- But, all EVs are not created equally. We recognize this and estimate home charging for three distinct groups of EVs: Teslas, non-Tesla battery-electric vehicles (like the Nissan Leaf and Chevy Bolts), and plug-in hybrid electric vehicles (like the Ford C-Max). Teslas increase household load by 0.24 kWh per hour on average. The non-Tesla battery electric vehicles like Leafs increase load by 0.10 kWh per hour, and the plug-in hybrids like the C-Max increase load by 0.09 kWh per hour. This reflects both the fact that Teslas consume more electricity per eVMT than the other battery electric vehicles and that Teslas in our sample are driven further than other vehicles off of home charging. We account for these differences – and the composition of vehicle types in our sample – when we calculate the average eVMT in the sample.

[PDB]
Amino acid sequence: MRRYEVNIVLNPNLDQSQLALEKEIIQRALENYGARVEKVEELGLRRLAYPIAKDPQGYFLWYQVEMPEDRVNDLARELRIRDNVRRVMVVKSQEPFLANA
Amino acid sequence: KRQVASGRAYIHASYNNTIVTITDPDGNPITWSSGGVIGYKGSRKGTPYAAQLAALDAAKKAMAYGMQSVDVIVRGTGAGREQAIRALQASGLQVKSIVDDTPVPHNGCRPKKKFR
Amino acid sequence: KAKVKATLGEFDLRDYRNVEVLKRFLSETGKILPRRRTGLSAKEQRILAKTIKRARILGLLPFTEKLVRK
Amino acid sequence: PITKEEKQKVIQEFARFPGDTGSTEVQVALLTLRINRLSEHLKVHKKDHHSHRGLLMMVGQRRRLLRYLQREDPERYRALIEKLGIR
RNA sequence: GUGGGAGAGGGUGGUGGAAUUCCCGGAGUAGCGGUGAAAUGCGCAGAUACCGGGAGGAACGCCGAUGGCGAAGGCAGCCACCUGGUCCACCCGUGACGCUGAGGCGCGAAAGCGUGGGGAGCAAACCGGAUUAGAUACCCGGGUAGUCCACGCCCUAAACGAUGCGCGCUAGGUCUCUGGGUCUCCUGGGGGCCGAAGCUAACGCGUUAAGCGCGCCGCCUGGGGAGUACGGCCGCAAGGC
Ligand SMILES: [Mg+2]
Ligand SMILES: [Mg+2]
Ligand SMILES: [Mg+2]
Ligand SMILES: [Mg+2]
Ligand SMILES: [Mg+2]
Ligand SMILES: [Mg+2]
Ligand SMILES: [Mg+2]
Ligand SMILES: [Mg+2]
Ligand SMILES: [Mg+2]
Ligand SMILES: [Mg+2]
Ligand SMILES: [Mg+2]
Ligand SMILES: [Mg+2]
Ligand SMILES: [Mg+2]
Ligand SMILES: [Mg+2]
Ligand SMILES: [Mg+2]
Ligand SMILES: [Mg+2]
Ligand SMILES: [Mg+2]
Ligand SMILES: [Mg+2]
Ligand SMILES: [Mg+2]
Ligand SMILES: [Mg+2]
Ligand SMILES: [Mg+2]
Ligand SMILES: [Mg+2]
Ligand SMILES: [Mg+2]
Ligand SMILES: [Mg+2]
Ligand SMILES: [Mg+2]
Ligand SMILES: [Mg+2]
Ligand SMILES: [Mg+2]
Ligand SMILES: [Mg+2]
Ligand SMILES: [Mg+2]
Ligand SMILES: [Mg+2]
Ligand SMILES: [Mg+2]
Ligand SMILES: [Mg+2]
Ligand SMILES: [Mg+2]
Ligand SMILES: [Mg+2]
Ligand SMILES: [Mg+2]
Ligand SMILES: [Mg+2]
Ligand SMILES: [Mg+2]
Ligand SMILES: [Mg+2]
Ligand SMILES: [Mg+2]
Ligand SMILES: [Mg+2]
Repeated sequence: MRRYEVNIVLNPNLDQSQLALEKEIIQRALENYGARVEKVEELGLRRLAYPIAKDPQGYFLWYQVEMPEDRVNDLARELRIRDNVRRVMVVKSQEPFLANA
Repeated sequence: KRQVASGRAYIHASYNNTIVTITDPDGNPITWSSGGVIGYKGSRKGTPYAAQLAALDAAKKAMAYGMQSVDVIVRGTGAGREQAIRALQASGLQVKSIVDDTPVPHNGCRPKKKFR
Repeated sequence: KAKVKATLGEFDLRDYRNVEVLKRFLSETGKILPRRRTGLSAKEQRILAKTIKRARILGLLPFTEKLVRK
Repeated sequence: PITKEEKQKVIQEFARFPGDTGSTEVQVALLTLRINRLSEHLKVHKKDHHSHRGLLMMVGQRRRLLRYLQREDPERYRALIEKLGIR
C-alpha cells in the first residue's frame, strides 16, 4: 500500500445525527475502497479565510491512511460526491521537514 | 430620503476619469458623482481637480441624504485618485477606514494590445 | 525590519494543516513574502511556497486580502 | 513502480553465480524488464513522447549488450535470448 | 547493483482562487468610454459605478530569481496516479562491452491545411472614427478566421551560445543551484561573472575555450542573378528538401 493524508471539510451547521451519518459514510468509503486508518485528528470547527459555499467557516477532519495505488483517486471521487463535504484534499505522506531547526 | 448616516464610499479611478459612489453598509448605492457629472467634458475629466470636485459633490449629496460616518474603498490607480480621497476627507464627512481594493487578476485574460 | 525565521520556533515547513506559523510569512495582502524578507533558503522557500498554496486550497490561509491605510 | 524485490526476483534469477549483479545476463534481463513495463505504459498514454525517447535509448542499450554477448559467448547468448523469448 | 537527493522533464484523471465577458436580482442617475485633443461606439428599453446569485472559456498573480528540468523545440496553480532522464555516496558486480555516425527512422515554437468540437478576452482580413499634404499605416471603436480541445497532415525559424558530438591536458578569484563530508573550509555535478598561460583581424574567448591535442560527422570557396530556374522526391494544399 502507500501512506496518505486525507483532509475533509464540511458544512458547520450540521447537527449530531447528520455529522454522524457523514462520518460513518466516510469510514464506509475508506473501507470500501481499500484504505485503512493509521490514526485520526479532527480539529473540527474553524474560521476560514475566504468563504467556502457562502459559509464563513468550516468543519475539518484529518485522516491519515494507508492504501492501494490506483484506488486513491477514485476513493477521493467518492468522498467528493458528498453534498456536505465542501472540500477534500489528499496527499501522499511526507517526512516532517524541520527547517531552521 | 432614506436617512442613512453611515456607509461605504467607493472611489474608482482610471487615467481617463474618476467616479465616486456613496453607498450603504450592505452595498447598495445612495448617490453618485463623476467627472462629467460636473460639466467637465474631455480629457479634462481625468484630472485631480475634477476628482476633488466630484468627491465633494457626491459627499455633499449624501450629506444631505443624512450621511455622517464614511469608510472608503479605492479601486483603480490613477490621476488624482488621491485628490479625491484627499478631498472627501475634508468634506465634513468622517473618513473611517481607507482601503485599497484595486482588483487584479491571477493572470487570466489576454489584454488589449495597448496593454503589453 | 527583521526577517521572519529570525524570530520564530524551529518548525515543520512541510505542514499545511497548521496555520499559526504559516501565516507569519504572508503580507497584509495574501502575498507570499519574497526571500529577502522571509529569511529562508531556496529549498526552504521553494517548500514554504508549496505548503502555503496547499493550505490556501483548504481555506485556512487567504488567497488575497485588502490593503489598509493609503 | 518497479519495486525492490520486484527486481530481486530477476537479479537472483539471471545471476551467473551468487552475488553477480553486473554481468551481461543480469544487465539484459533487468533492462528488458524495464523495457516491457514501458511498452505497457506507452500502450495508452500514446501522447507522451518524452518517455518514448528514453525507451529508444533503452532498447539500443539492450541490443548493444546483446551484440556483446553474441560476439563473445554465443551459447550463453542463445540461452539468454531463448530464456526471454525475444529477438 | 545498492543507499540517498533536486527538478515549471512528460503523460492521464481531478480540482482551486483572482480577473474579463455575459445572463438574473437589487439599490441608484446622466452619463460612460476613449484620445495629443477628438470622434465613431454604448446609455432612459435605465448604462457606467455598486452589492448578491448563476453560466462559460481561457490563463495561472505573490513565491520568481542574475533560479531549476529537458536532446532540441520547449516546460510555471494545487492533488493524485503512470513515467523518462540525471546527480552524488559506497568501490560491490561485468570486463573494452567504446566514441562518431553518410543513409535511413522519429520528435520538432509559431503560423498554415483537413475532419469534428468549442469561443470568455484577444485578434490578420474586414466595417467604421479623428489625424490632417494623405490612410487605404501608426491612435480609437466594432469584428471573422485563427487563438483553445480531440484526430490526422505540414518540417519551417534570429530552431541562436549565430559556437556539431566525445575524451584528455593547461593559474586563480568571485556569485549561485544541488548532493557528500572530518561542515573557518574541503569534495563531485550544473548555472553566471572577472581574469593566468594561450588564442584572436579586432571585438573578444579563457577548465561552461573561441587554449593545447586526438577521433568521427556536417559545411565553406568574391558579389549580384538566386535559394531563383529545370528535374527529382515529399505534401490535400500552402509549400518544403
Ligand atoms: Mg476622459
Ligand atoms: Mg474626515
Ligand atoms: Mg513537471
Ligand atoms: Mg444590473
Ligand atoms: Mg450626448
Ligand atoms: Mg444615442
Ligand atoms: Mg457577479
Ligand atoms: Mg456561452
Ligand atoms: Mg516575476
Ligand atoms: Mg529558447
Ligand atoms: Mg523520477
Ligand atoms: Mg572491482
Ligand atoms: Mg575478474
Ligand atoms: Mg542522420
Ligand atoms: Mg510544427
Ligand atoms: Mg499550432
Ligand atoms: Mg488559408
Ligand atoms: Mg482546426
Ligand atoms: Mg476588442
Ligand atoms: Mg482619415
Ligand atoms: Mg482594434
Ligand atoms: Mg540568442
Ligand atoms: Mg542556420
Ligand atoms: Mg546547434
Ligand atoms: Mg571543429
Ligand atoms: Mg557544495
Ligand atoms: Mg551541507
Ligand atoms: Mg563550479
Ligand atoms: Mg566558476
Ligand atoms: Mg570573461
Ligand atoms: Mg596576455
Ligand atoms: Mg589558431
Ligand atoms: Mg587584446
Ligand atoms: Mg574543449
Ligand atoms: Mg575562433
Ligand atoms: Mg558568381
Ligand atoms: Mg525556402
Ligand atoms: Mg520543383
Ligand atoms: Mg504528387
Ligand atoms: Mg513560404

- But, things have changed since 2017. This is certainly true, and there are reasons to believe that people who bought EVs over the last 3 years may drive them more than people who bought EVs from 2014-2017 (e.g., the newer vehicles have longer ranges, and people who drive a lot and were worried about range waited to buy their EVs). But, we do not see any detectable changes in our results from 2014 to 2017, and some of the same factors were at play over this time period. This makes us think that newer data might not be dramatically different, but we don’t know.
What does this mean for policy?